A Steve Jobs non erano mai andati a genio. «I tablet da sette pollici sono troppo grandi per competere con uno smartphone e troppo piccoli per competere con un iPad». Li aveva bollati come una blanda via di mezzo senza alcuna possibilità di guadagnare significative quote di mercato. Ma si sa, anche i più grandi alle volte sbagliano. E c’è da riconoscere al suo successore, Tim Cook, di aver avuto fiuto. Perché a distanza di pochi mesi dalla scomparsa di Jobs, l’iPad Mini è stato un bel successo commerciale.

Secondo un recente report di IDC, nel primo trimestre del 2013, ogni due tablet venduti, uno era inferiore agli otto pollici. Il Nexus 7 di Google, l’iPad Mini e il Kindle Fire HD dominano la classifica delle vendite che, secondo alcune stime, passeranno dai 172,4 milioni di unità del 2012 ai 190,9 milioni del 2013. A dispetto dei PC che hanno registrato un crollo del 14%, i tablet godono di buonissima salute e per il 2017 le previsioni parlano di 350 milioni di tablet venduti a livello globale. Per questo 2013 la quota globale di mercato dei tablet Android è stimata al 48,8%, iOS al 46,0%, Windows e Windows RT al 4,7%.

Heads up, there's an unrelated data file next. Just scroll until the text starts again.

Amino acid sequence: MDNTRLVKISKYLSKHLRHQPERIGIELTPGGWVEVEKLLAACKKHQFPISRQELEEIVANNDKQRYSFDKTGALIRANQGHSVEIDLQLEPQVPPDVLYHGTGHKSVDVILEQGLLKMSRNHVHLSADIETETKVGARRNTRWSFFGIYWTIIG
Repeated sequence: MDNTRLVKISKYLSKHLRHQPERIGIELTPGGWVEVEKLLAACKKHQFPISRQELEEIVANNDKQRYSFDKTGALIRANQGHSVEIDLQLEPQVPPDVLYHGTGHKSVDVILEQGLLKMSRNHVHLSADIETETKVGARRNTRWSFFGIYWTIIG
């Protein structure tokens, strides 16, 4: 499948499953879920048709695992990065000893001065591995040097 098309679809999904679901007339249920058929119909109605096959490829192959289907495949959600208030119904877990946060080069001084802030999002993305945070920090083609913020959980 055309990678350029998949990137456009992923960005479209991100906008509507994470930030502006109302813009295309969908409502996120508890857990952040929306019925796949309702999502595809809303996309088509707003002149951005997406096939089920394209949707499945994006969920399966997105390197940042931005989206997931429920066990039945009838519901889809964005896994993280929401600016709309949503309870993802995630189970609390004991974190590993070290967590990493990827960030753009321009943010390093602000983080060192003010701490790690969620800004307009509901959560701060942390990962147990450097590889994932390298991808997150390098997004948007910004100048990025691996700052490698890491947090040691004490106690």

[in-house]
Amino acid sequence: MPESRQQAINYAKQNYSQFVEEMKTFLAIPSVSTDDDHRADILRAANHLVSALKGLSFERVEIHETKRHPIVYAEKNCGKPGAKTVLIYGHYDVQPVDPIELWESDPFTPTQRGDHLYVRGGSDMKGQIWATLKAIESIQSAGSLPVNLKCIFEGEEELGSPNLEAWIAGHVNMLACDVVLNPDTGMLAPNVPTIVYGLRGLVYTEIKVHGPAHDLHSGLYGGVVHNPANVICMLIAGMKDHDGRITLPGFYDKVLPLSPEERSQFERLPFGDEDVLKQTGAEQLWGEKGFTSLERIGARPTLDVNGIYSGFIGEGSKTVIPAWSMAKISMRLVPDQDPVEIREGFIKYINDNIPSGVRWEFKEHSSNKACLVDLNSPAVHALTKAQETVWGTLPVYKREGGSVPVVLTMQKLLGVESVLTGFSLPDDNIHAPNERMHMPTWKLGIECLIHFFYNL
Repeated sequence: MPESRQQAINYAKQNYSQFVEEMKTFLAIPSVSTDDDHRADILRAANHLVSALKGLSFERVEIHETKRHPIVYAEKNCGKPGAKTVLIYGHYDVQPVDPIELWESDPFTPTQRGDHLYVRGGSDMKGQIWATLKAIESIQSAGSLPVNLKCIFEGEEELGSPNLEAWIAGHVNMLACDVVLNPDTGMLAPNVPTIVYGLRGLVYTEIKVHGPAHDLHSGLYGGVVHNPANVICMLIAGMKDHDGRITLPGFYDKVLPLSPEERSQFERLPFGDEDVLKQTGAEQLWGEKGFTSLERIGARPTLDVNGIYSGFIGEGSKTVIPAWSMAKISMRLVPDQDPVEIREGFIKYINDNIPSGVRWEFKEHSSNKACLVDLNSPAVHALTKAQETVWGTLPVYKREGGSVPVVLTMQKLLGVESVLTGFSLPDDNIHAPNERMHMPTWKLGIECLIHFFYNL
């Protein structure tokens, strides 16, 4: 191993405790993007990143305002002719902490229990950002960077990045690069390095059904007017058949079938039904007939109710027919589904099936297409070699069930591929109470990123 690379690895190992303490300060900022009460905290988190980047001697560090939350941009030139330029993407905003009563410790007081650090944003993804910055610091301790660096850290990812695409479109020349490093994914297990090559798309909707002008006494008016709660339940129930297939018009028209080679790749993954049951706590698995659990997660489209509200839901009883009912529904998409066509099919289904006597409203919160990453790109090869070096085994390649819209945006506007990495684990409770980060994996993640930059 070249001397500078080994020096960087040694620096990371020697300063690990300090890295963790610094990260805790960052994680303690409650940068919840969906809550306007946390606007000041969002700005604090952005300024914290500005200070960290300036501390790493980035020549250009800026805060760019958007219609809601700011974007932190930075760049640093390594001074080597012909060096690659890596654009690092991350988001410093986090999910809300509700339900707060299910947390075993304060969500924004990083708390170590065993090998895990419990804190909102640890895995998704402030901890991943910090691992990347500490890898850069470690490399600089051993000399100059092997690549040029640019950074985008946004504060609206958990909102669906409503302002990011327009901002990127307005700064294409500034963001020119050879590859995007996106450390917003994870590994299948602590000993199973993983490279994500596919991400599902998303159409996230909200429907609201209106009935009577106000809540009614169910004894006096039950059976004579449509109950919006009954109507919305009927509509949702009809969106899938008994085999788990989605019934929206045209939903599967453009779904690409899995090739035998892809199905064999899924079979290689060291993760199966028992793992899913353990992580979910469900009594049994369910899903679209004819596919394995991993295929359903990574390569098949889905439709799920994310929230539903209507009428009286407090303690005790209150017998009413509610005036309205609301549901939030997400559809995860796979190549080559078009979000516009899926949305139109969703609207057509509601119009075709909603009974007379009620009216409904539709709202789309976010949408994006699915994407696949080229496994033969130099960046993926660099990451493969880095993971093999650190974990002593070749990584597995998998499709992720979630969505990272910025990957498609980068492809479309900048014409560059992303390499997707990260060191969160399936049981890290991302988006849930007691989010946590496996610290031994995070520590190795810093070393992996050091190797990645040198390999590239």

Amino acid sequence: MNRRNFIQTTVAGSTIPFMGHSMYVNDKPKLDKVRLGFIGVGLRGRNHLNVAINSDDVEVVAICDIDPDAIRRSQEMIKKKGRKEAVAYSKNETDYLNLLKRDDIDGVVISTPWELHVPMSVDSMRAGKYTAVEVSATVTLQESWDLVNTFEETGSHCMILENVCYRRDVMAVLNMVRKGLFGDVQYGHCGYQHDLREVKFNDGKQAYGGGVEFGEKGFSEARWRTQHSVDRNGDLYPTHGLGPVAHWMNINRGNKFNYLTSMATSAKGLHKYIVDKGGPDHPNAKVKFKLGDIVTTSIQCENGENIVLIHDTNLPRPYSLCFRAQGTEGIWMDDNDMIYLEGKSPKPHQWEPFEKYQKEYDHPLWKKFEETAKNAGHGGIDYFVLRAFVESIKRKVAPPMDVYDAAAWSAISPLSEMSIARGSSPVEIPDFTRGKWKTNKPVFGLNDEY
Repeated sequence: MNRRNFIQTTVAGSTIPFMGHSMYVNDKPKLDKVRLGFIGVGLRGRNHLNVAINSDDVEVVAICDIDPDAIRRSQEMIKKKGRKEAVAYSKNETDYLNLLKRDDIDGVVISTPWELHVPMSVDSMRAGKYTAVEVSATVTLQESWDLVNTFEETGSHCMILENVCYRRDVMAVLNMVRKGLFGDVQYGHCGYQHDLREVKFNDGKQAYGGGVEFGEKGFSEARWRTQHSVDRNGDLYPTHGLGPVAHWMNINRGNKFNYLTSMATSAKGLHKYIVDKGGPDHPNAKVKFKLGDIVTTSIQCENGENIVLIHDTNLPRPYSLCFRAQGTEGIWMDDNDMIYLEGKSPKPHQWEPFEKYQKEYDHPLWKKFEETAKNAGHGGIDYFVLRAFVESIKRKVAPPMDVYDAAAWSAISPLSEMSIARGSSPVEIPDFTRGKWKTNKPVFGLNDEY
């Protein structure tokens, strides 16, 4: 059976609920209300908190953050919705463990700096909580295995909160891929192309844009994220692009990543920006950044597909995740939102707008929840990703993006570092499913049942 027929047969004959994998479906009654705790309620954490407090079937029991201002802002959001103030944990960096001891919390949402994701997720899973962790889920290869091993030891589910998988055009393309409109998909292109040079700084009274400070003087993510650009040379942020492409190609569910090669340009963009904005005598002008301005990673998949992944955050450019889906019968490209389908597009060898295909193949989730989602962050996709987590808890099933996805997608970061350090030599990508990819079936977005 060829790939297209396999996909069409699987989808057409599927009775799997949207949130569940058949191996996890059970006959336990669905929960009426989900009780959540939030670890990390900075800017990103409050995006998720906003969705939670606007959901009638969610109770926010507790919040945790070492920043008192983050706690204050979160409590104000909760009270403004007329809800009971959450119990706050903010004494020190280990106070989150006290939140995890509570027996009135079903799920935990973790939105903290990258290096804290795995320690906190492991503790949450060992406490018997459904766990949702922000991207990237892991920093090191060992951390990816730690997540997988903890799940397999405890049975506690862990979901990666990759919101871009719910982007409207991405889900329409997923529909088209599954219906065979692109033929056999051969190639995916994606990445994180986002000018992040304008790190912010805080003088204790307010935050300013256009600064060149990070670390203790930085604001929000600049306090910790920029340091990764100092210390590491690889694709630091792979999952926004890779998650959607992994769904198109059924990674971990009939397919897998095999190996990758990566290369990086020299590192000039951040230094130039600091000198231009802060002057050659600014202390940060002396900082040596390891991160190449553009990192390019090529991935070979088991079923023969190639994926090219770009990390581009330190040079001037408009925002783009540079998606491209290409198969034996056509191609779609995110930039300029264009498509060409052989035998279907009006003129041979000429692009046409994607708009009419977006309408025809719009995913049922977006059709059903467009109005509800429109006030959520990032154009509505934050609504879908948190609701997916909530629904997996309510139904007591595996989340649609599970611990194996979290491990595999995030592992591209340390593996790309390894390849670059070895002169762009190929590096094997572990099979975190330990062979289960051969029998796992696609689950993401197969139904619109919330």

Non vanno invece granché bene gli eReader che registrano un brusco rallentamento e si prevede che dal 2015 in poi per la categoria inizierà un graduale e permanente declino.

January 11 2013


$10,000 Contest: Design Tablet App Templates for Oomph Marketplace

10000 Oomph App Contest Banner

The tablet app development platform Oomph has launched Oomph Marketplace, an app marketplace for self-service customizable app templates. Like Themeforest is to Wordpress templates, designers can create and sell their templates in the Oomph store.

Oomph will be launching new functionality in the coming weeks so Designers can sell templates they have created in store.